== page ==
Regular Beesotted contributor Jim Levack looks back at a frustrating game of two halves against Derby County.

I was always taught to avoid clichés ‘like the plague’, but there are times when they’re simply the only phrases that sum things up.

‘Jekyll and Hyde performance’ is the perfect description of Brentford’s baffling tale of two halves.

If the first showed us edging back to our imperious best with near total control of a limited Derby side, the second was a staggering role reversal.

To the extent that it looked like a different side had taken the field after the break with the almost inevitable outcome of a late equaliser that looked increasingly on the cards with each slowly passing minute.

Derby switched it up with three changes at half time to win almost every second ball in midfield, and the Bees had no response.

Was it extra energy, greater numbers in key turnover areas or exploiting weaknesses of players out of position or short on match fitness? Or complacency, a touch of misplaced arrogance after such a dominant opening?

Little sticking up top, poor ball retention in the middle, unforced errors and second touches that were often tackles – compare that to the sweeping, one-touch swagger of the first 45.

The internet was almost instantly awash with theories about where it went wrong. That’s fine. Football is all about opinion and everyone’s is welcome… as long as it isn’t personal.

Mine, for what it’s worth, is that the sticking plaster of Mads Bech at left back is an issue. Great player getting better with every game, but let’s be honest he’s a centre back forced to do his best because we have no left back.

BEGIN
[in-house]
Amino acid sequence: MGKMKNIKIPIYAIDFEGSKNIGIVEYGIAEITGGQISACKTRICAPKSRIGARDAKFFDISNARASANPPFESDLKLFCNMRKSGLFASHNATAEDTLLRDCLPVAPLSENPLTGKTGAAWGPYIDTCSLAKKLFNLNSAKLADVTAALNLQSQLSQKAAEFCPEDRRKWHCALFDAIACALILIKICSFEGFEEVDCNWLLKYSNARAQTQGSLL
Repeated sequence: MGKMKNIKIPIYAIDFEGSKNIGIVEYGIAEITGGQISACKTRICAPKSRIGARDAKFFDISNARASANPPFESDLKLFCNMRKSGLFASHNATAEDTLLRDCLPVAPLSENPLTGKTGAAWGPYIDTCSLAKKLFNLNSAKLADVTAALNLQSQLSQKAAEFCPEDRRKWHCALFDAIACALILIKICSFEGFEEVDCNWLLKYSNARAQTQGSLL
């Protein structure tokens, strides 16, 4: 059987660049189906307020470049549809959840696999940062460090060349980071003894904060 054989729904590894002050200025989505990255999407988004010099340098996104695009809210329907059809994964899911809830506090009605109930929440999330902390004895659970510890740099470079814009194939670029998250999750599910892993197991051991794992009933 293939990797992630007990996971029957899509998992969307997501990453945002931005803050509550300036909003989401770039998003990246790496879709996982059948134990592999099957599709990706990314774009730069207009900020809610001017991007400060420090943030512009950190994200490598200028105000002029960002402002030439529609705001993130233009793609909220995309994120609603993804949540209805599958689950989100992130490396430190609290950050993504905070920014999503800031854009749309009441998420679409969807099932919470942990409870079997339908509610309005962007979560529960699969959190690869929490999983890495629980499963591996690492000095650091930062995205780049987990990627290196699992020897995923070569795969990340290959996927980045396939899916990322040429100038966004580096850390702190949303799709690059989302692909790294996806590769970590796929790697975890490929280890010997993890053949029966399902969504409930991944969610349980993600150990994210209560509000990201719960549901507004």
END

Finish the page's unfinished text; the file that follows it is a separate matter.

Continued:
Also at 2-0 up and seemingly cruising, Wayne Rooney’s ploy seemed obvious unless I missed something watching on the telly. Take control of the middle, keep the ball and pile wave after wave of pressure onto a Brentford defence that appeared unable to play through so went aimlessly long.

Ivan Toney cut an isolated figure by the end but worked tirelessly along with close challenger for Player of the Season, Vitaly Janelt. But it was never going to be enough as we simply couldn’t regain a foothold in the game.

That in itself is a worry because let’s not kid ourselves, Derby are a very average side this season… and they’ve denied us four points.

All of that said though, what happens next depends on whether you’re glass half full or empty type of supporter.

Empty and we’re in the play offs, still not a bad outcome and one where we’ll be stronger mentally – hopefully – than last season. Josh Dasilva and Rico Henry will be back from injury for the final run-in too.

Full and you look at the green shoots of the first half at Pride Park when the Bees looked the closest to their calm, composed and confident best, a couple of glaring misses that would surely have wrapped things up, aside.

I’m a pessimist at heart but I think I’ll opt for the half-full approach because until the break it was the closest I’ve seen us to our very best this campaign.

Christian Norgaard and the skipper will get fitter, Ethan will return refreshed and with just 900 minutes of football give or take, it’s still very much all to play for.

There will be many more twists and turns with rivals facing off against each other and us, but if we repeat the first half show we put on in the Midlands, we have a great chance.

Right now, more than ever, it really is all about ‘taking each game as it comes’ – there’s another cliché for you.

Jim Levack